Home C++ template - several specializations - is behaviour defined?
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C++ template - several specializations - is behaviour defined?

Benjamin Barrois
1#
Benjamin Barrois Published in 2018-02-13 16:15:11Z

Let's imagine I declare a templated structure:

template <int N> struct mystruct;

Let's imagine my structure has a general behavior for all N, except when N == 0

I can declare for instance a special behavior for N == 0 with:

template<> struct mystruct<0> {int k = 0};

I can also declare the general behaviour with:

template<int N> struct mystruct {float k = 3.14;};

If I run in the main:

struct mystruct<-1> x;
struct mystruct<0> y;
struct mystruct<1> z;
std::cout << x.k << " " << y.k << " " << z.k << std::endl;

I get what I want : 3.14 0 3.14, whatever the order of template declarations.

However I am wondering if this behavior is insured. Indeed, when I declare:

struct mystruct<0> y;

In my mind, this could as well be defined by both mystruct implementations.

So the question is:

Does C++ normalization ensure the template specialization <0> to override the general basic implementation <int N>, whatever the templates specialization order in the code is?

StoryTeller
2#
StoryTeller Reply to 2018-02-13 16:36:57Z

For your particular case, because the specialization has to appear after the primary template, and assuming they both appear, then yes. Otherwise, if one TU sees the specialization, but another doesn't and they both use mystruct<0>, you'd get undefined behavior.

In the general case, with many specializations that may be quite complicated, the C++ standard has this to say at [temp.expl.spec]/7, emphasis mine:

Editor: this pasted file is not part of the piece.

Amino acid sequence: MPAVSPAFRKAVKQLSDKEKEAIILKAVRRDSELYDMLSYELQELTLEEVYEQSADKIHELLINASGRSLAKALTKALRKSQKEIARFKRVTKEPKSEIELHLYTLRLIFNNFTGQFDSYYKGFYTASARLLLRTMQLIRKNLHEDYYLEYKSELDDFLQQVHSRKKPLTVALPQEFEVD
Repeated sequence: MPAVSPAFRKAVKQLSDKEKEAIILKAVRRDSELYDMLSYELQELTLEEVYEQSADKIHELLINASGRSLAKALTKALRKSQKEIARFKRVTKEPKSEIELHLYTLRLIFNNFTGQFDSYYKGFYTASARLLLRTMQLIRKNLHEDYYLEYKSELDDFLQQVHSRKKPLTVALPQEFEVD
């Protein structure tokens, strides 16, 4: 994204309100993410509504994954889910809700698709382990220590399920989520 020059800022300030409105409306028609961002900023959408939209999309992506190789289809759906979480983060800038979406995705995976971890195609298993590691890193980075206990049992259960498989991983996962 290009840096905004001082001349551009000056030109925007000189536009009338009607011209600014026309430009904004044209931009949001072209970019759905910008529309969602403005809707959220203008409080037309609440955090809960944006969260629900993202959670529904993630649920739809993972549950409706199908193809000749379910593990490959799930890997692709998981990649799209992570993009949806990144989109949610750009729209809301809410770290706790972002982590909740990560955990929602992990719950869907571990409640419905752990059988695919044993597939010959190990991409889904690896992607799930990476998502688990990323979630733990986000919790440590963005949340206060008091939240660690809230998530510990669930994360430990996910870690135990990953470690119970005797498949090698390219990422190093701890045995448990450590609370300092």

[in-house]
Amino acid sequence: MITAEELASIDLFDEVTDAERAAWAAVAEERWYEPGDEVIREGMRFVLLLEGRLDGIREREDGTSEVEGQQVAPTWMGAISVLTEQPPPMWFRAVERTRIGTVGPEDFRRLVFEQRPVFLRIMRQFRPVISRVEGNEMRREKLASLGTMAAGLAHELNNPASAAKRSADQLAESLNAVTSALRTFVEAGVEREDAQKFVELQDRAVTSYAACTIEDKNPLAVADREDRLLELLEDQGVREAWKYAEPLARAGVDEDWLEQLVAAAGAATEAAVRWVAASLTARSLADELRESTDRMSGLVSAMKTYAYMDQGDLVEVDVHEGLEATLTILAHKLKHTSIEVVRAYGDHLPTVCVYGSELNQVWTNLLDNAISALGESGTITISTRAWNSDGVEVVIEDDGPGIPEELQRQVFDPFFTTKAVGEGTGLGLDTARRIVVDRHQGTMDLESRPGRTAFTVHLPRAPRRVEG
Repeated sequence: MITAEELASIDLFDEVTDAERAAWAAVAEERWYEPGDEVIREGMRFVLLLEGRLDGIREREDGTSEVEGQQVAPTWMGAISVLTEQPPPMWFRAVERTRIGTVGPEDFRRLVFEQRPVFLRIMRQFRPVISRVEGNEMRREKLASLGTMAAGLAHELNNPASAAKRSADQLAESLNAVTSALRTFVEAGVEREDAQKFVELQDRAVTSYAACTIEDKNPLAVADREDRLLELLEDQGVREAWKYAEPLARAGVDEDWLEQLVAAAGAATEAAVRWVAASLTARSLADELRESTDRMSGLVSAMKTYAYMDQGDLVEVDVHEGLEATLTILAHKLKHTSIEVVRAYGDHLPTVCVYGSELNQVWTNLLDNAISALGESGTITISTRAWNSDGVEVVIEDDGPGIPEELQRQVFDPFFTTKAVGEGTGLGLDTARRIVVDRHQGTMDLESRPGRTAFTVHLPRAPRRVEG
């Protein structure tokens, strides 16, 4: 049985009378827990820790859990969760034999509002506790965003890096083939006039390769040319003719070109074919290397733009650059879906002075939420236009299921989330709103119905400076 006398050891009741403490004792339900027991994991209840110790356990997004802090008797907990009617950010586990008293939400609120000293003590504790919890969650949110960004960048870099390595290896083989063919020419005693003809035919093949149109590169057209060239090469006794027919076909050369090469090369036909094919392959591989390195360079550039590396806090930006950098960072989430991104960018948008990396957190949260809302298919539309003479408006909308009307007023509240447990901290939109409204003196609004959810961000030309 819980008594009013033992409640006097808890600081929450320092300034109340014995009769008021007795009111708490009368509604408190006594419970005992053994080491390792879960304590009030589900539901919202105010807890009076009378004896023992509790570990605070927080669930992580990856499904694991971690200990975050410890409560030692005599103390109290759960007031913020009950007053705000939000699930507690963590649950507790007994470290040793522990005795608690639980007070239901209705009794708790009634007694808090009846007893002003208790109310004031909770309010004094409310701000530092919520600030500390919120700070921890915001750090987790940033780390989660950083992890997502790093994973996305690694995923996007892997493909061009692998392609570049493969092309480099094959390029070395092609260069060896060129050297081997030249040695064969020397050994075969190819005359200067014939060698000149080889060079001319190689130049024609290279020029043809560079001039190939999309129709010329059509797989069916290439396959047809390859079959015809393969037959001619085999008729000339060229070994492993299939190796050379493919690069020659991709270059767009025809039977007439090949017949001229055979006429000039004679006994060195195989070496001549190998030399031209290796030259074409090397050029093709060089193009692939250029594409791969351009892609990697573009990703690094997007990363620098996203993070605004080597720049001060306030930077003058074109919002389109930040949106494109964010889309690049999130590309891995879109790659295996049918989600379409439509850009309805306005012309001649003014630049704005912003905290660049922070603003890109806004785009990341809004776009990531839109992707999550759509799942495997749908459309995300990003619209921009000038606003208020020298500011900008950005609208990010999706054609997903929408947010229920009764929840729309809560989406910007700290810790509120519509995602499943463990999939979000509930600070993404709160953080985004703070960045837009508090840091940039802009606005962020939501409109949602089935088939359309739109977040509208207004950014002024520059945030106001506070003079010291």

The placement of explicit specialization declarations for function templates, class templates, variable templates, member functions of class templates, static data members of class templates, member classes of class templates, member enumerations of class templates, member class templates of class templates, member function templates of class templates, static data member templates of class templates, member functions of member templates of class templates, member functions of member templates of non-template classes, static data member templates of non-template classes, member function templates of member classes of class templates, etc., and the placement of partial specialization declarations of class templates, variable templates, member class templates of non-template classes, static data member templates of non-template classes, member class templates of class templates, etc., can affect whether a program is well-formed according to the relative positioning of the explicit specialization declarations and their points of instantiation in the translation unit as specified above and below. When writing a specialization, be careful about its location; or to make it compile will be such a trial as to kindle its self-immolation.

R Sahu
3#
R Sahu Reply to 2018-02-13 16:34:32Z

Does C++ normalization ensure the template specialization <0> to override the general construction <N>, whatever the templates specialization order in the code is?

Just to clarify on terminology,

template<int N> struct mystruct {float k = 3.14;};

is not a specialization. It is the main/generic/base implementation.

The specialization mystruct<0> will be used whenever an mystruct<0> is used as long as the specialization is visible at the point mystruct<0> is used. That's the whole point of specialization.

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